Pub companies: follow-up - Business, Innovation and Skills Committee Contents

Supplementary memorandum submitted by Enterprise Inns

  Thank you for taking the time to meet with me last week. I found our discussions very constructive, open and frank, and I was reassured by your insightful observations on a number of the parties involved in this industry debate.

  You asked me quite specifically about the status of Codes of Practice, particularly in relation to their enforceability and therefore the degree of protection that is afforded to signatories. Enterprise's position on this is that we regard the commitments and obligations contained within our Code of Practice as being binding on both parties, and we expect the specific detail of those obligations to be taken into account by a court, an independent expert, an arbitrator, or indeed any other mediator or review body were we to find ourselves in dispute with an Enterprise tenant or lessee.

  We make our commitments clear and expect at all times to be able to demonstrate that we have upheld them. In a large organisation such as ours, gthere is a risk taht we may fall short of the standards I expect. When we are made aware of such occurrences, our first task is to correct any shortfall and our second is to review our internal controls to ensure that we understand how such a shortfall occurred and how we may prevent a reoccurrence in future.

  I thought it may be helpful to provide some of the wording which is contained in our new Code of Practice which is in the final stages of drafting. This revised Code takes account of all of the elements of the industry framework Code of Practice agreed between the BBPA, BII and FLVA and we expect to submit it for appraisal and accreditation by the BIIBAS scheme in the new few weeks.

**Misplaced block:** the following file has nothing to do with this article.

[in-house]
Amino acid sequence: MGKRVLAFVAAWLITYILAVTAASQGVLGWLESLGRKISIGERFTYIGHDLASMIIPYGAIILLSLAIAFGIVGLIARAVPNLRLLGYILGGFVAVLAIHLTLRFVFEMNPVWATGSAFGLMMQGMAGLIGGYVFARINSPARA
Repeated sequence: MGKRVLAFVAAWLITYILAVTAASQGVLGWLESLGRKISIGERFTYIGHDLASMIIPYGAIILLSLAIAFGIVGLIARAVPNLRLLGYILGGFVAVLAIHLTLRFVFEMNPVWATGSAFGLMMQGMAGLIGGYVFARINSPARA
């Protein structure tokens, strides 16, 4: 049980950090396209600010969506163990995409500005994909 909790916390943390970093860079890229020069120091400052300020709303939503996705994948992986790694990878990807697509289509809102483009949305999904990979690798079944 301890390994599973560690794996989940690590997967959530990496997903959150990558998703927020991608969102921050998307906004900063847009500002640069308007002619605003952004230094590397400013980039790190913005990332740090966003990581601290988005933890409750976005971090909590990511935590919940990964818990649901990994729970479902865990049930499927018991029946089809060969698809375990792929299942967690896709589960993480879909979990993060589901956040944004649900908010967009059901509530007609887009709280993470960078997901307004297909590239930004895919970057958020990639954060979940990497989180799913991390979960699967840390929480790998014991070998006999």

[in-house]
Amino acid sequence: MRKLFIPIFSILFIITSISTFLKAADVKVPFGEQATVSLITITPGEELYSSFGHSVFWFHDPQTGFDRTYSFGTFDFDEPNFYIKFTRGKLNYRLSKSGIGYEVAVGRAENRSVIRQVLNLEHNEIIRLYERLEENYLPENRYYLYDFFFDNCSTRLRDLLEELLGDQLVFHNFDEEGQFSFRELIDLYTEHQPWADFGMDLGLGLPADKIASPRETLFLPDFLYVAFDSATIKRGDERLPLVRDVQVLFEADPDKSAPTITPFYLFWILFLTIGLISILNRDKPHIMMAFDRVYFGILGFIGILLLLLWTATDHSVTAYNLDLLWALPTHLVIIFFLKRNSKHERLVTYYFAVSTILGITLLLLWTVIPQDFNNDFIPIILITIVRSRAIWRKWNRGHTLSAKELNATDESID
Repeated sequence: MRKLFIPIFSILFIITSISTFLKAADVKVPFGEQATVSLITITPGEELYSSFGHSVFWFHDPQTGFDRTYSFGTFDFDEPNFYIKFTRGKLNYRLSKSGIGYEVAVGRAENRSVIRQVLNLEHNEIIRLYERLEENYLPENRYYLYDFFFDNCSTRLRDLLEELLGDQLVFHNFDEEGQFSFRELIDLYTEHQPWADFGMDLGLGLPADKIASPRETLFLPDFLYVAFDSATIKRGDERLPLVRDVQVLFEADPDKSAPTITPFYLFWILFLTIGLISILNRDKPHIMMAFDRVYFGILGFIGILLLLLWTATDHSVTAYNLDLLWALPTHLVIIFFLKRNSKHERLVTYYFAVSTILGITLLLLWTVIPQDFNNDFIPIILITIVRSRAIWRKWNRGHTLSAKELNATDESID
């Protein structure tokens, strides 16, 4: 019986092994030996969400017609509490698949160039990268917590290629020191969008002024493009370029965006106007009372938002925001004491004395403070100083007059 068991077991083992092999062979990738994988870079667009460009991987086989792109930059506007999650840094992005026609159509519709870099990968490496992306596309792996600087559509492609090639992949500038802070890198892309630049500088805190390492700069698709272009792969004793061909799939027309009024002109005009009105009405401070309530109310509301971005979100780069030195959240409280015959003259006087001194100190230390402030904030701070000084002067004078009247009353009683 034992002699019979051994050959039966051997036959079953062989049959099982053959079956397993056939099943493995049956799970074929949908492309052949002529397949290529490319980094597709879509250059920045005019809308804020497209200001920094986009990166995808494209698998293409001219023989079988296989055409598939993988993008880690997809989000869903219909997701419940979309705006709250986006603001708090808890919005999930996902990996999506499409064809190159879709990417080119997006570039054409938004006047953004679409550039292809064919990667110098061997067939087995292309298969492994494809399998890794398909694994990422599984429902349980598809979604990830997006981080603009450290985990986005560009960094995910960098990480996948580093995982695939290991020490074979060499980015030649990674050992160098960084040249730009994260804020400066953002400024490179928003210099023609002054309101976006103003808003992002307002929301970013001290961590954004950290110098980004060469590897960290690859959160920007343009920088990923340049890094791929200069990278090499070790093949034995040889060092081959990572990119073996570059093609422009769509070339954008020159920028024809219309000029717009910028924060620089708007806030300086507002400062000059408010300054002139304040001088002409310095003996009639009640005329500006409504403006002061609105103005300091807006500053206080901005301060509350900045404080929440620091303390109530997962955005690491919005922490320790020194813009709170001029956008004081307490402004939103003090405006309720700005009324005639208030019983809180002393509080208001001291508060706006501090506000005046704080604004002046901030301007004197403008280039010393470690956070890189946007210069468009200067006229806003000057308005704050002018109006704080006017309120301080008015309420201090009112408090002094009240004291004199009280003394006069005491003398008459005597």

The following two sections of our draft code deal specifically with your point about the binding nature of the Enterprise Code.


  This Code of Practice aims to clearly describe the basis of our initial and on going relationship. Our overriding aim is for both parties to enjoy a mutually profitable, respectful and honest working relationship based on a shared commitment to abide by the responsibilities and ways of working that feature throughout this Code.

  The requirement of each party to sign this Code at the outset of our business relationship is an indication of the importance we place on strict adherence to both it spirit and content. It is not designed to replace the conditions set out in your lease or tenancy agreement, which is binding throughout the term and will always take precedence over this Code, but it is intended to play a pivotal role in the conduct of our future business relationship.

  We regard this Code of Practice as a binding agreement between us and in the event of any dispute or disagreement between us, we expect the content of this Code to be taken into account by any mediator, review body, independent expert or arbitrator, including in the unlikely event that court action may be required to resolve matters between us.

  In addition to this binding status, the Enterprise Code of Practice is accredited by the BII. Failure by Enterprise to adhere to its responsibilities and obligations may lead to the imposition of sanctions by the BII, including the possibility of removal of accreditation if we persistently fail to deliver any of our commitments.


  If you have any concerns or cause for complain or feel the provisions outlined in this Code of Practice or the Industry Code have not been followed, you should first contact your Regional Manager, who will seek to resolve the problem as quickly as possible. If you are still unhappy or can't reach agreement with your Regional Manager, you should escalate the matter to your Divisional Director, Managing Director (Operations) or ultimately the Chief Operating Officer. In the event that you continue to believe that the company has failed to adhere to its responsibilities or obligations under this Code, you may submit a complaint in writing, providing full details of the circumstances of your grievance, to the BII who will investigate matters on your behalf.